Note that the LX1's LCD has a 4:3 aspect ratio, so when shooting in 16:9 mode, your images will be letterboxed on the camera's screen. I didn't find this to be a problem, though some users have expressed disappointment that they can't see a 16:9 image full-screen on the LCD.
Performance and Image Quality
The LX1 is a respectably speedy camera for a point-and-shoot. With a burst rate of around 3 frames per second (when using a fast card) and a peppy interface, the camera feels very responsive. There's no discernable shutter lag, and playback and deleting is snappy. The camera powers up and wakes from sleep very quickly, as well.
That said, if you're used to a fast SLR (5 FPS or better), the burst shooting mode will be something to get used to. Also, if you're going to do a lot of raw shooting, invest in fast media. If you use a standard-speed SD card, you can forget about shooting bursts in raw mode. Writing out a full 8.4-megapixel raw file can take a while on slower cards.
When it comes to image quality, you have to accept that images from even the best point-and-shoot camera are probably going to be noisier than images from current-generation SLRs.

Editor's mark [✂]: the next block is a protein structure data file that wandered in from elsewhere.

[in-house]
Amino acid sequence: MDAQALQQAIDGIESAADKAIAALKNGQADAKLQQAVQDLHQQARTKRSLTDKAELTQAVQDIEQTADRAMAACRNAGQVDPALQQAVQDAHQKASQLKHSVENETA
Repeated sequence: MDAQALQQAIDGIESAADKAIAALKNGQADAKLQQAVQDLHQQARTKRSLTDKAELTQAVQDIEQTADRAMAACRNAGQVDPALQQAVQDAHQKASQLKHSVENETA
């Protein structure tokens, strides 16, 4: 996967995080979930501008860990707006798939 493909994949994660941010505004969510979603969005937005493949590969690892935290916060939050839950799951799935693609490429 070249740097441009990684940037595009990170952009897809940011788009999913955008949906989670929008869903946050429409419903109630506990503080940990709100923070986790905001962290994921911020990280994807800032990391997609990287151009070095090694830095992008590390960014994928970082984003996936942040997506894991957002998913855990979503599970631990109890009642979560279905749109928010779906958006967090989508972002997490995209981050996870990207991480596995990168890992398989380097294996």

That said, the LX1 does seem to suffer from more noise troubles than the typical point-and-shoot. While ISO 80 and 100 are fairly clean, at 200 and 400 things get pretty grainy, with splotchy chrominance-type noise that impacted fine detail (Figure 4).
Figure 4. The LX1 suffers from frustrating noise troubles when shooting at high ISO, as can be seen in this ISO 400 image. Both luminance and chrominance noise abound.
On the other hand, I could solve most of the LX1's noise problems with noise-reducing software. (See my article on software options at http://www.creativepro.com/story/feature/22546.html.)
Also, as with any camera, whether noise is an issue depends on how you output your images. For 5" x 7" prints, you'll probably find that the LX1's noise is not much of a problem.